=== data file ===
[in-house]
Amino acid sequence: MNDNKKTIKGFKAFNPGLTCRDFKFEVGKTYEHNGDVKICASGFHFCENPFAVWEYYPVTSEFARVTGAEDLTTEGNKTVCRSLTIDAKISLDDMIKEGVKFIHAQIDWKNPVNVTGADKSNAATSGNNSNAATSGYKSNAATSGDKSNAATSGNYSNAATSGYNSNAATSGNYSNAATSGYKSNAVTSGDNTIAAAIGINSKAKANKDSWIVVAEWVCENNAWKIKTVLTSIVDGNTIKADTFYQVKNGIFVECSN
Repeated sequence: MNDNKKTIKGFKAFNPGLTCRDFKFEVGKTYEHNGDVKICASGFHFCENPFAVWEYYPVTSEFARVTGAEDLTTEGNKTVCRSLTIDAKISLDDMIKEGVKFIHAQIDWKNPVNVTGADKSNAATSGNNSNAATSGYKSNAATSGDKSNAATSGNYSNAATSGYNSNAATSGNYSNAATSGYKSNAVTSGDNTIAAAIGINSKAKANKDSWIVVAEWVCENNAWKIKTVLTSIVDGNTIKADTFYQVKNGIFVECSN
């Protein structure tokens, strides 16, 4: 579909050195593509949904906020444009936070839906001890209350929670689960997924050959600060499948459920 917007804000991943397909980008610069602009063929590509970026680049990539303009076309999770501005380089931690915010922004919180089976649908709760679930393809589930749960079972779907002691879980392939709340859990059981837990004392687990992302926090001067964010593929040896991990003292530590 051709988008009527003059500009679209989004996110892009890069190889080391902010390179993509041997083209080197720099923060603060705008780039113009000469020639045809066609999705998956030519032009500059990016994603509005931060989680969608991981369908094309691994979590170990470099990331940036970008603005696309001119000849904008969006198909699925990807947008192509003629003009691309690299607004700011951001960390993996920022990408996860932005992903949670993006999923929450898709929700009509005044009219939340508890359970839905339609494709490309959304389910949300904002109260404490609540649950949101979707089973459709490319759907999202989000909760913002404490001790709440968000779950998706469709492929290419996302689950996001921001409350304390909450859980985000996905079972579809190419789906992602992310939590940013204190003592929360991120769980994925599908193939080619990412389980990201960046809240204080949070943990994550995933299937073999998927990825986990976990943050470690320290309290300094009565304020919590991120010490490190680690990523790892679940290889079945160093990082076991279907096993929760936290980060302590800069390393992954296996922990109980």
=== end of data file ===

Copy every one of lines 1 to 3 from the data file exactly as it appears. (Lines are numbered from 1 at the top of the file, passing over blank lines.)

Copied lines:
[in-house]
Amino acid sequence: MNDNKKTIKGFKAFNPGLTCRDFKFEVGKTYEHNGDVKICASGFHFCENPFAVWEYYPVTSEFARVTGAEDLTTEGNKTVCRSLTIDAKISLDDMIKEGVKFIHAQIDWKNPVNVTGADKSNAATSGNNSNAATSGYKSNAATSGDKSNAATSGNYSNAATSGYNSNAATSGNYSNAATSGYKSNAVTSGDNTIAAAIGINSKAKANKDSWIVVAEWVCENNAWKIKTVLTSIVDGNTIKADTFYQVKNGIFVECSN
Repeated sequence: MNDNKKTIKGFKAFNPGLTCRDFKFEVGKTYEHNGDVKICASGFHFCENPFAVWEYYPVTSEFARVTGAEDLTTEGNKTVCRSLTIDAKISLDDMIKEGVKFIHAQIDWKNPVNVTGADKSNAATSGNNSNAATSGYKSNAATSGDKSNAATSGNYSNAATSGYNSNAATSGNYSNAATSGYKSNAVTSGDNTIAAAIGINSKAKANKDSWIVVAEWVCENNAWKIKTVLTSIVDGNTIKADTFYQVKNGIFVECSN